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Texas and the 10 - Texas and the 10 Plan Texas appears...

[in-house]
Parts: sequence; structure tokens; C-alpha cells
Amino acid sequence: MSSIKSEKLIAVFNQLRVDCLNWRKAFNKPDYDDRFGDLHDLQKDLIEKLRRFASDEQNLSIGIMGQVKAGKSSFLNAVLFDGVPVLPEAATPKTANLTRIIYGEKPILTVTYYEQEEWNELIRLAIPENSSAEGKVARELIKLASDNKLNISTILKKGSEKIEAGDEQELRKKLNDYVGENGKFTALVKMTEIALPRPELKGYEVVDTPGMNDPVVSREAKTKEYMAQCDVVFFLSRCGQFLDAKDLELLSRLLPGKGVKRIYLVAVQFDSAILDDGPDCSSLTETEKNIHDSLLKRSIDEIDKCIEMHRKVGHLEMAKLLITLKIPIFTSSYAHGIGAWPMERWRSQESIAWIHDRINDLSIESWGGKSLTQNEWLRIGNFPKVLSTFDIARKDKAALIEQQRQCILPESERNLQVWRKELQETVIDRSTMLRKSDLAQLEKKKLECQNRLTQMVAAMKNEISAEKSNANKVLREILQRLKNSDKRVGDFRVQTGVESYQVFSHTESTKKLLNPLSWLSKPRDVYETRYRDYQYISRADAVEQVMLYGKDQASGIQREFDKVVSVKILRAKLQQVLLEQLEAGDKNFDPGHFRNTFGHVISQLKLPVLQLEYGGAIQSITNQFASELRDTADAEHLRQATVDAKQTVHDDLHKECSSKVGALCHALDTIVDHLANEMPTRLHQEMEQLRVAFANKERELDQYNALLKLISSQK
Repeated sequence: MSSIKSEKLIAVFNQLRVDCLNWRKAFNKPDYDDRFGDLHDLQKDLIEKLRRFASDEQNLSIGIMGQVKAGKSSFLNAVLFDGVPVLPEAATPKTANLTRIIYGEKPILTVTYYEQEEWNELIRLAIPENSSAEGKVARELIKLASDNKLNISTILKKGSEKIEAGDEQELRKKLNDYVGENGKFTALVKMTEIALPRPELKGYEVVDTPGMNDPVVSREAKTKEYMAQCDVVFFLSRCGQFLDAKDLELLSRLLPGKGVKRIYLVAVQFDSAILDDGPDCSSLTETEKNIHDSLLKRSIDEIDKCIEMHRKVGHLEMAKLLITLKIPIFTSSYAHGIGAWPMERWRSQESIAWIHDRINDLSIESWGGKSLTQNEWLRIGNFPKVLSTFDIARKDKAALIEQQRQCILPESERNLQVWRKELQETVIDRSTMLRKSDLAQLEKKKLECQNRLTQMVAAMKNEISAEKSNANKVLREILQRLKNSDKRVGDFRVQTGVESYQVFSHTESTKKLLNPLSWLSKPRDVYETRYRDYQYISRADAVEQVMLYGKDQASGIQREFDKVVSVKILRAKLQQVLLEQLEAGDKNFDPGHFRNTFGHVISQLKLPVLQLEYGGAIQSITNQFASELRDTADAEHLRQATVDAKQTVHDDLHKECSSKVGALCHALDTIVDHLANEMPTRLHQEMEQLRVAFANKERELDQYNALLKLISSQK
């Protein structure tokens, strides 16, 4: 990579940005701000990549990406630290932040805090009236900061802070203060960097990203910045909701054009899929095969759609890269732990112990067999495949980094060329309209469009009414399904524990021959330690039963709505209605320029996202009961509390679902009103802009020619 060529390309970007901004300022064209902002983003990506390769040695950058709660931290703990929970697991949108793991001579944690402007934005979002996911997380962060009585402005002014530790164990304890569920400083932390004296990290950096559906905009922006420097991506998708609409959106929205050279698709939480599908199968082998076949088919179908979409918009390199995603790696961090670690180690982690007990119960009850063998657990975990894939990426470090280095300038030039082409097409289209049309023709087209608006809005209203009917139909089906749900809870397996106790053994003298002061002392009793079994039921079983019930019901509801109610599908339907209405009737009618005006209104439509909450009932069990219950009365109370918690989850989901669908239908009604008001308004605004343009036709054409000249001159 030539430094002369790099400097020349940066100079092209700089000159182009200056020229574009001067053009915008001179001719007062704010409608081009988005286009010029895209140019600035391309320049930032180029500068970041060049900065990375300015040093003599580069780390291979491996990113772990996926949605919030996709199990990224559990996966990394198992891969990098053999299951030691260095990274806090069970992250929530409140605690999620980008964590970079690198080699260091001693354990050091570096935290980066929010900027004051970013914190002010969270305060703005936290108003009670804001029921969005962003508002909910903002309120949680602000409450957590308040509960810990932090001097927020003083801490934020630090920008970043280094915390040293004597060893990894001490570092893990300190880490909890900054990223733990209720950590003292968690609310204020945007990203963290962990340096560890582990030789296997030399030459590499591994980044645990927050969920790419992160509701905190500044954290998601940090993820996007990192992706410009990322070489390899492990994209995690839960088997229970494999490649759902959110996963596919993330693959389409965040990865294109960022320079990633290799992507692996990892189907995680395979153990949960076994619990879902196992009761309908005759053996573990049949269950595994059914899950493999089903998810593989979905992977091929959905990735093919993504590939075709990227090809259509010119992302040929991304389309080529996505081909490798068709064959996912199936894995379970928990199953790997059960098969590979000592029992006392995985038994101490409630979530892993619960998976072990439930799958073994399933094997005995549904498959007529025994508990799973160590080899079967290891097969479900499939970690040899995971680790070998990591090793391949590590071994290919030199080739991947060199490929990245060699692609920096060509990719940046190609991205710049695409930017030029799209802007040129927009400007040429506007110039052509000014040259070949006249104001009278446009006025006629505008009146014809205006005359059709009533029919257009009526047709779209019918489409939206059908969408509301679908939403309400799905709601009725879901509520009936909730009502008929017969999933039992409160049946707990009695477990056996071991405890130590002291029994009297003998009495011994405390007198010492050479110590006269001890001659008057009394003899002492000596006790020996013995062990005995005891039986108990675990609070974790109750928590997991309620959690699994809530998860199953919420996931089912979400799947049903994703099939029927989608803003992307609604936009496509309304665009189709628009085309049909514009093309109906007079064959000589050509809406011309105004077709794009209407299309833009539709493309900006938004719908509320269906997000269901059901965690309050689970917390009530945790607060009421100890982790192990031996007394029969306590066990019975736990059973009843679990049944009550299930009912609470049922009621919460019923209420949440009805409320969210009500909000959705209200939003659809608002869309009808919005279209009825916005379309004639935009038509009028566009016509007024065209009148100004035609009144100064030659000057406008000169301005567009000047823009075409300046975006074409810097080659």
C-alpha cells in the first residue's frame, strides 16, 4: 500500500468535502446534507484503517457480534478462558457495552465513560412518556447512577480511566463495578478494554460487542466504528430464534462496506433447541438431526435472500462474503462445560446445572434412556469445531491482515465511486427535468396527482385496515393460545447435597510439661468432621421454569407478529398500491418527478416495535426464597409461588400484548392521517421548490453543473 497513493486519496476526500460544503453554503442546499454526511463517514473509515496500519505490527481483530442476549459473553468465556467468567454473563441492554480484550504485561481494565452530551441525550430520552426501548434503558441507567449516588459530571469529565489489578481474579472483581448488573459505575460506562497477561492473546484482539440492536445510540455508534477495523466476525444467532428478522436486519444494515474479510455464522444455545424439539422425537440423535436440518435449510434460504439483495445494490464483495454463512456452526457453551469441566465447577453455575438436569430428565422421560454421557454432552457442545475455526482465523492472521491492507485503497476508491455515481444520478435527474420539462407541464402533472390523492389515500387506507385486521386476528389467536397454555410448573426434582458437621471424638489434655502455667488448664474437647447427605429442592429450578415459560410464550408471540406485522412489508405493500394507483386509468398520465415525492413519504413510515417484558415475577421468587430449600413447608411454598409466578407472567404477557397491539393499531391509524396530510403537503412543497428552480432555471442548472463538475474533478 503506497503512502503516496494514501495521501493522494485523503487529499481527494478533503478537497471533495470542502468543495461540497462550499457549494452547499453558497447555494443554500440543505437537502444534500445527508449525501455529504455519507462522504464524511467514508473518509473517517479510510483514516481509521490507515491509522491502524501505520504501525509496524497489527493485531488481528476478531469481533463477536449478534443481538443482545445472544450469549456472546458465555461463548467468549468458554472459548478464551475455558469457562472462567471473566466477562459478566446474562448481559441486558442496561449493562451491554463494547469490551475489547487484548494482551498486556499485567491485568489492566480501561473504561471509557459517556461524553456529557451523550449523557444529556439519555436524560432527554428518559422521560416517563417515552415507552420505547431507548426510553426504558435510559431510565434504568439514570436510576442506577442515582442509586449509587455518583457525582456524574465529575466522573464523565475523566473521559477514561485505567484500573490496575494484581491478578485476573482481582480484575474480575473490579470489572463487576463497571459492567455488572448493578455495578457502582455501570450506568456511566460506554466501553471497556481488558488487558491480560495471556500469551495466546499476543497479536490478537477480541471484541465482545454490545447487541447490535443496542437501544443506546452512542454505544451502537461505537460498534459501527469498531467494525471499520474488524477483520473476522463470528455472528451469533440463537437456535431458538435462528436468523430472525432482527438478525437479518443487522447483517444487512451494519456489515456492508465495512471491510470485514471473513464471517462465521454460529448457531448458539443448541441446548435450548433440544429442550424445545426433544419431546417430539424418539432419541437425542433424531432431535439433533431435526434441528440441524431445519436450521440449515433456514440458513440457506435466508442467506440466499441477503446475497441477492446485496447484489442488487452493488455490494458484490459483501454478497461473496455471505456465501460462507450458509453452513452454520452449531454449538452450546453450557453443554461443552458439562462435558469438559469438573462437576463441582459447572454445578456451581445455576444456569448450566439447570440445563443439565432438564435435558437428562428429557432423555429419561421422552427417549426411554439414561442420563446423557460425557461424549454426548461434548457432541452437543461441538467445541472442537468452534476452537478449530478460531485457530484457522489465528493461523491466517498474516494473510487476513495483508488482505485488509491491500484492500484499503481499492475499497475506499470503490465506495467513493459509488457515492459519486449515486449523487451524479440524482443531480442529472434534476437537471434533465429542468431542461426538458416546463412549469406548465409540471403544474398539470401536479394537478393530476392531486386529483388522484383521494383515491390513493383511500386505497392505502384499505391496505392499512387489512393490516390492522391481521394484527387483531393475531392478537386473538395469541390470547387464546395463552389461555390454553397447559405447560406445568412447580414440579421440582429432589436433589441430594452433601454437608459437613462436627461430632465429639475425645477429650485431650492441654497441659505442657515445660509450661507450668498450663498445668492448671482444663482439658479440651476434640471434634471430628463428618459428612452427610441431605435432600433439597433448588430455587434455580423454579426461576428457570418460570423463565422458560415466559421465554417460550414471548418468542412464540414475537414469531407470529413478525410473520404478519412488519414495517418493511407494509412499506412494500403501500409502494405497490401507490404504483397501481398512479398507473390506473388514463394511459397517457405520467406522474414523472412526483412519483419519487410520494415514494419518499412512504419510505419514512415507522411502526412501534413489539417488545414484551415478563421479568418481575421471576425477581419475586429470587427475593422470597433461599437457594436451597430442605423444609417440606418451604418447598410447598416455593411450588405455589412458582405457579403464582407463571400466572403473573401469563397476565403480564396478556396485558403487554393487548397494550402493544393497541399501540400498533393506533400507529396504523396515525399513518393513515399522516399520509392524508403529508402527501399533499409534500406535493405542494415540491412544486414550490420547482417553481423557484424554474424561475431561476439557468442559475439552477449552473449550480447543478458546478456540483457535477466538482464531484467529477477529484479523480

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Texas and the 10% Plan Texas appears likely to change its law guaranteeing the top 10 percent of graduates of state high schools admission to the public college of their choice — though isn’t clear yet just how extensive the changes might be. The state House of Representatives voted Thursday to rein in the law by allowing any public institution to cap at 50 percent the proportion of its freshmen that it must set aside for students in the top 10 percent of their high school classes. But the Texas Senate rejected any such cap in passing its much gentler modification of the 10-percent law last week, setting up a fight over a compromise in the two remaining weeks of the legislative session, with the outcome uncertain. Texas adopted the class rank law in 1997, in the wake of a federal appeals court ruling, in a case known as Hopwood v. Texas, that restricted colleges from considering race as a factor in admissions. Sponsors of the law hoped that by ensuring college admission to top graduates of the many segregated high schools that are dominated by black and Hispanic students, it would minimize the ban’s impact on minority college enrollments.
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